Smoking Tied to Increase in Post-Arthroplasty Complications

Current, prior smokers at increased risk of complications after knee/hip replacement surgery

WEDNESDAY, July 27 (HealthDay News) -- Pre-operative smoking status is a significant predictor of 30-day postoperative complications and mortality at one year in patients undergoing elective primary total knee replacement or primary total hip replacement surgery (TKR/THR), according to a study published online July 18 in Arthritis Care & Research.

Jasvinder A. Singh, M.B.B.S., M.P.H., from the University of Alabama at Birmingham, and colleagues assessed the impact of smoking on postoperative complications in 33,336 patients, 30 days after elective primary TKR or THR surgery, between 2001 and 2008. Regression models, adjusted for age, race/ethnicity, work relative value units, American Society of Anesthesiologists classification, and year of surgery, with additional adjustments for wound classification for surgical site infections, were used to analyze data from the national Veterans Affairs Surgical Quality Improvement Program. Eighty percent of the patients were Caucasian and 95 percent were male, with an average age of 64 years. Twenty-four percent of the patients were current smokers, 19 percent were prior smokers, and 57 percent had never smoked.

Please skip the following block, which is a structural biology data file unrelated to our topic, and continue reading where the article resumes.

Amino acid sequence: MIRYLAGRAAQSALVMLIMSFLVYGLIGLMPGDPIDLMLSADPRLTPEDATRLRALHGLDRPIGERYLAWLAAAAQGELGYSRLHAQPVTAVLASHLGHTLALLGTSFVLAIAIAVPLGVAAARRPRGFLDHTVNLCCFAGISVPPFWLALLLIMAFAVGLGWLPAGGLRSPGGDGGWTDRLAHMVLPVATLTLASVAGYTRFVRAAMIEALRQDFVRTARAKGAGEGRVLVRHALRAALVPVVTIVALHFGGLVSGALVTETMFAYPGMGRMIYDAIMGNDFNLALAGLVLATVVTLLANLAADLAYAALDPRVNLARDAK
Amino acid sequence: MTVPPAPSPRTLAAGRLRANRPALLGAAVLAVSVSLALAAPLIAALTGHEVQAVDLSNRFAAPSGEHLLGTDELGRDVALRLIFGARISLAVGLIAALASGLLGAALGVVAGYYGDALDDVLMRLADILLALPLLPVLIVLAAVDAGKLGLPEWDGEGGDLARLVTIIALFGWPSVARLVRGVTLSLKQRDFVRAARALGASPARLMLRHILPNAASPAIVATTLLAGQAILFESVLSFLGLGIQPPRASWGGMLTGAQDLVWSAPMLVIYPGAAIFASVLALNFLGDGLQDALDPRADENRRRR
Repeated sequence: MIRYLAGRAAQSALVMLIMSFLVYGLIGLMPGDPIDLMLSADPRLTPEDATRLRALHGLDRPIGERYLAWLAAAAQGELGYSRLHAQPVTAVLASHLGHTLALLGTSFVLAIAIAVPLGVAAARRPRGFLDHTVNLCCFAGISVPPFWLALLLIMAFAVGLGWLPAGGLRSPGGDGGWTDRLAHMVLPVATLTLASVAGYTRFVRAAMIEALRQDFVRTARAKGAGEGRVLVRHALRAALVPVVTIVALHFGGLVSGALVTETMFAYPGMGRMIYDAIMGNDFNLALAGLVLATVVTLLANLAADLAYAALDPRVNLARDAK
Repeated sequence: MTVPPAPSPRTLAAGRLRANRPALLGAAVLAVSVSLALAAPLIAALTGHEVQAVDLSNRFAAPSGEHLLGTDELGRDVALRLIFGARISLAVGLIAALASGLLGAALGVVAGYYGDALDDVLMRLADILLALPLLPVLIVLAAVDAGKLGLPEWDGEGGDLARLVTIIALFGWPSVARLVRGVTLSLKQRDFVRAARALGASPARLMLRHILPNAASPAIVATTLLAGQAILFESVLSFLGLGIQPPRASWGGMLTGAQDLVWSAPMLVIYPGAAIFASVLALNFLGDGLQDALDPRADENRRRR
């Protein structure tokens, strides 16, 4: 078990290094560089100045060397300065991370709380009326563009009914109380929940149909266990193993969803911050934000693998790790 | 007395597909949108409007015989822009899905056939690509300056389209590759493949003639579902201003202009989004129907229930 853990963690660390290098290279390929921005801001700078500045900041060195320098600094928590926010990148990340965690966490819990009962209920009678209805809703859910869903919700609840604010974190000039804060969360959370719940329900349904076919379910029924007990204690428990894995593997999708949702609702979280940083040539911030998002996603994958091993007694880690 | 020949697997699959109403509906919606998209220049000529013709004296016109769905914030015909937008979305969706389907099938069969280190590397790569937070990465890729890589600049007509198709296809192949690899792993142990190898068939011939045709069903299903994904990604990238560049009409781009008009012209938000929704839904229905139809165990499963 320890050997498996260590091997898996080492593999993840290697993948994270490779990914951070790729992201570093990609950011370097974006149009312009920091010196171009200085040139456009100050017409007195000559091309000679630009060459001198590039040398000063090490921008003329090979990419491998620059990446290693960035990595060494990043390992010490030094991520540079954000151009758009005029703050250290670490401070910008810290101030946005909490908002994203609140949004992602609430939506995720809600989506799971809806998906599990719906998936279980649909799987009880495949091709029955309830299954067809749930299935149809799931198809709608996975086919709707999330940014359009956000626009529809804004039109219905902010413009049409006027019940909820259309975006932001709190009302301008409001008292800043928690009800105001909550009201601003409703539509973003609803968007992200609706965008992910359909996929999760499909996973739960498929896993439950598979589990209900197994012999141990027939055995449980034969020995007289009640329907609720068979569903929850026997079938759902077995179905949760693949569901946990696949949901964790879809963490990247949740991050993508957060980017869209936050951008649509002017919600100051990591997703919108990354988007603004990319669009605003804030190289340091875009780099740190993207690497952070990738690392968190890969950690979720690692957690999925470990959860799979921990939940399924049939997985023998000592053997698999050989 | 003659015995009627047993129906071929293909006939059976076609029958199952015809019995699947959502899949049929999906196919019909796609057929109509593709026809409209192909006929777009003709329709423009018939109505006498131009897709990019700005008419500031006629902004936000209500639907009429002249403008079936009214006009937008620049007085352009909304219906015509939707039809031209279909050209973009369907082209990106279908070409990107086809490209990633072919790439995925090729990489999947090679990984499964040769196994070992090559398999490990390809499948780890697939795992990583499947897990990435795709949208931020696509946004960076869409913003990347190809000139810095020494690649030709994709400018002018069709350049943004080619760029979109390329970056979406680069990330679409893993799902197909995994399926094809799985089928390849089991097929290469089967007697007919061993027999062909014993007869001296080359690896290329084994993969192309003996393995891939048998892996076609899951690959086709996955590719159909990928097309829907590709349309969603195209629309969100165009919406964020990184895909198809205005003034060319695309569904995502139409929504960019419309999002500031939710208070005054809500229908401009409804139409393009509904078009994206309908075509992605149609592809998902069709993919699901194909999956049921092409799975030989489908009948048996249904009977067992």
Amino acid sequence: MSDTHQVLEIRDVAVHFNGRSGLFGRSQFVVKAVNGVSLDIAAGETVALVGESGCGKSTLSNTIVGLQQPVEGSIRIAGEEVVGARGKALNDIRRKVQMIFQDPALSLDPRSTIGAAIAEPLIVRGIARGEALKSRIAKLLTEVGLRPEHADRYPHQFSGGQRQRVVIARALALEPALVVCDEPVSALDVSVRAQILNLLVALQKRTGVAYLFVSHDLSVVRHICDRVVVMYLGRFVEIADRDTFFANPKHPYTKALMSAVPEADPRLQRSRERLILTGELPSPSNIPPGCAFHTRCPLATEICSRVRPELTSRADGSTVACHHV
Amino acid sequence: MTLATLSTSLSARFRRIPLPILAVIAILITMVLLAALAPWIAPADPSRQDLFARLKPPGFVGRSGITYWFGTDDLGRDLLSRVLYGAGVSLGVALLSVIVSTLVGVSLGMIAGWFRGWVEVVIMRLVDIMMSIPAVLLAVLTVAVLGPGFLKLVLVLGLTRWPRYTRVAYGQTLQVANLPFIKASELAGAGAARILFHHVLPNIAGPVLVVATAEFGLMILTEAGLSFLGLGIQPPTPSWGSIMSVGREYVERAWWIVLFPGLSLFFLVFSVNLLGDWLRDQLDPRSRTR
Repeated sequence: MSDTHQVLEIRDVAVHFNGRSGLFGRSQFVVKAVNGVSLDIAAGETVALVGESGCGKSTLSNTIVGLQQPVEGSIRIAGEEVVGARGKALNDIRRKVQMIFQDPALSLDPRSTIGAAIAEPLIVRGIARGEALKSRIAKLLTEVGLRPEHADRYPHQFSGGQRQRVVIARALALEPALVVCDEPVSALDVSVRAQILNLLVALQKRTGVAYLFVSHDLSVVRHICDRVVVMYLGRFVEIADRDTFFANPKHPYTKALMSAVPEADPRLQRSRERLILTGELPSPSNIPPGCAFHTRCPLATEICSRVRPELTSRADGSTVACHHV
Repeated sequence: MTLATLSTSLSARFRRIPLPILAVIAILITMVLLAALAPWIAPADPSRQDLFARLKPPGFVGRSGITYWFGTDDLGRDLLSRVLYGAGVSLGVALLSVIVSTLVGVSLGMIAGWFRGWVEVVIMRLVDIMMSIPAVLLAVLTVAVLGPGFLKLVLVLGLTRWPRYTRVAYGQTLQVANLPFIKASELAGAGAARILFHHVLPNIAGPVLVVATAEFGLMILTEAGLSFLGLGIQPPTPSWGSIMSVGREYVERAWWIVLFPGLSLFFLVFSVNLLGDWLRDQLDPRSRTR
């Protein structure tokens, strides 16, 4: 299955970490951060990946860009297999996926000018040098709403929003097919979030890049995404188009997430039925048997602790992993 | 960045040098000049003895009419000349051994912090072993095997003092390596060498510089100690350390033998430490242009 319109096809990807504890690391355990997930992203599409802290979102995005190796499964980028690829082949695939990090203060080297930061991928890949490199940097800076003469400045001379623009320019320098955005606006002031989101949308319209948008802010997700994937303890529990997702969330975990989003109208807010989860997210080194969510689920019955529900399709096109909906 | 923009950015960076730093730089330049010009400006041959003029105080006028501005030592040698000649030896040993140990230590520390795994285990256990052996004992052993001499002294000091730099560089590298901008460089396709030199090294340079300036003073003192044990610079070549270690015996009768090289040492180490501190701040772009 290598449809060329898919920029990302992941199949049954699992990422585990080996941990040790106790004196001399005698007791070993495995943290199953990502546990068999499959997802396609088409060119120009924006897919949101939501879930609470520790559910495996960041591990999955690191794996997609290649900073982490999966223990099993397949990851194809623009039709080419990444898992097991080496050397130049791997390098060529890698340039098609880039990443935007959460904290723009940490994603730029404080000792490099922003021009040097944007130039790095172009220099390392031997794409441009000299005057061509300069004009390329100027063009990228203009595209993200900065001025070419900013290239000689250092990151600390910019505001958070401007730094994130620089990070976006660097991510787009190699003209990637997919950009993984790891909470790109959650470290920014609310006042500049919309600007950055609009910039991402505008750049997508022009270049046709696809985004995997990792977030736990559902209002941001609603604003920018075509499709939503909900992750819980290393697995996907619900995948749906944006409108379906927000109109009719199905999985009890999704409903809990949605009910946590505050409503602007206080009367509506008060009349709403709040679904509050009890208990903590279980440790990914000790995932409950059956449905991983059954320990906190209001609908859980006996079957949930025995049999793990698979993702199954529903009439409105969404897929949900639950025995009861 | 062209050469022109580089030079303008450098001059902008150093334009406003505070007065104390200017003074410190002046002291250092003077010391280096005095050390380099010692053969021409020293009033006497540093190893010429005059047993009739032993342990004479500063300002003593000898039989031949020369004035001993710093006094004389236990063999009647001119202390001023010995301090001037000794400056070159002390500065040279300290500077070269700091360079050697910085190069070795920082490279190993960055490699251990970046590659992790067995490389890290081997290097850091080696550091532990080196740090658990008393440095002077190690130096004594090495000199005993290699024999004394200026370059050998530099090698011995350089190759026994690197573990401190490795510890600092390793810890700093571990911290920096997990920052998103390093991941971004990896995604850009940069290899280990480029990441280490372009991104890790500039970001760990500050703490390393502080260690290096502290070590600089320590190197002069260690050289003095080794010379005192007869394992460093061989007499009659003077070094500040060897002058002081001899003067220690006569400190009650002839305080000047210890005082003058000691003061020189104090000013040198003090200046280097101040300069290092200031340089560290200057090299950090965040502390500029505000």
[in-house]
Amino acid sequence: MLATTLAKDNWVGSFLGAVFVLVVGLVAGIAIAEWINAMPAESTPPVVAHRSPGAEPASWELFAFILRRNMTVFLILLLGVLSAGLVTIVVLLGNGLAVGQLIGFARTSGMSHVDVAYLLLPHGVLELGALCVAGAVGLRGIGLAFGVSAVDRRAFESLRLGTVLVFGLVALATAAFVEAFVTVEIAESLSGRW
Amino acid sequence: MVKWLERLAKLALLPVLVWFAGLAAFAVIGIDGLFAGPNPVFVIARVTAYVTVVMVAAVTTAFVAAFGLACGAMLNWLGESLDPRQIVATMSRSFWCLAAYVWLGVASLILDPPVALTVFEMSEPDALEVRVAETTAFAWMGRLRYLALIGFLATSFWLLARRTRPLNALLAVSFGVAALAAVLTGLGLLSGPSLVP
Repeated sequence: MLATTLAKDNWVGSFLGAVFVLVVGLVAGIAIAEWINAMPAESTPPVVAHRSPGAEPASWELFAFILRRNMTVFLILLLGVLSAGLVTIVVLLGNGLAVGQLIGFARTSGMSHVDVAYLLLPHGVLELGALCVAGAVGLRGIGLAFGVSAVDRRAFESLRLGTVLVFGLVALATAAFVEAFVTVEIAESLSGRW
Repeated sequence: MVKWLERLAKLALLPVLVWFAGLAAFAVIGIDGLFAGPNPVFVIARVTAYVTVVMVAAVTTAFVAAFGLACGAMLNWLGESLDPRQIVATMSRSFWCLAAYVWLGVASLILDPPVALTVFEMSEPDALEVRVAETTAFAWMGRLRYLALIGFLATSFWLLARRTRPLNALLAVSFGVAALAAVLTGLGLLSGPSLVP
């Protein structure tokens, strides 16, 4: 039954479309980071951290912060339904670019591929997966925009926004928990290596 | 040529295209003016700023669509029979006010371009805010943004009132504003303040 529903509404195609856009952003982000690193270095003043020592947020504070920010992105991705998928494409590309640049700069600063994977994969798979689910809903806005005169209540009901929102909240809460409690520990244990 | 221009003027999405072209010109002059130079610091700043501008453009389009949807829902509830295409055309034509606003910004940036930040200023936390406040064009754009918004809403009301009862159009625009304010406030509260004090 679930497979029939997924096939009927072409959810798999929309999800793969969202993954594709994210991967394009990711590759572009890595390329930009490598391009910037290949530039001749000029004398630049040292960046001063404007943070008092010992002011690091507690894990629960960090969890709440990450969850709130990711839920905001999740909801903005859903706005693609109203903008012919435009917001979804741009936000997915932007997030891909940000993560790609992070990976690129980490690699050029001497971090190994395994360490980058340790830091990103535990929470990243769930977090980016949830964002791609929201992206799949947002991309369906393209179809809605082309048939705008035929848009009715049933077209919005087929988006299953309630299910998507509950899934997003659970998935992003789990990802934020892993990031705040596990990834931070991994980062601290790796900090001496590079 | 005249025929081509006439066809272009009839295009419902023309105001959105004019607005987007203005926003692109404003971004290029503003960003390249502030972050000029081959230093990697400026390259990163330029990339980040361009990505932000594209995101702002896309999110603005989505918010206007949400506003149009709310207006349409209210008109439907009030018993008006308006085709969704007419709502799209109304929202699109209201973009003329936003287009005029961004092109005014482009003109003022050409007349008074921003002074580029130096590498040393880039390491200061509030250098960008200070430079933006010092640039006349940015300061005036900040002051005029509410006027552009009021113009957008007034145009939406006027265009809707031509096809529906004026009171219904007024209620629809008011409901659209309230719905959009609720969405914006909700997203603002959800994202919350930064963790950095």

The investigators found that, compared to never smokers, patients who currently smoked had a significantly higher likelihood of surgical site infections (odds ratio [OR], 1.41), stroke (OR, 2.61), one-year mortality (OR, 1.63), and pneumonia (OR, 1.53). Compared to non-smokers, prior smokers had a significantly higher likelihood of pneumonia (OR, 1.34), urinary tract infection (OR, 1.26), and stroke (OR, 2.14).

"Current smoking at the time of elective THR or TKR is associated with increased post-arthroplasty complications, especially surgical site infections and pneumonia. Pre-operative smoking cessation programs should be considered in patients undergoing elective THR or TKR," the authors write.

One of the study authors disclosed financial ties to the pharmaceutical industry.

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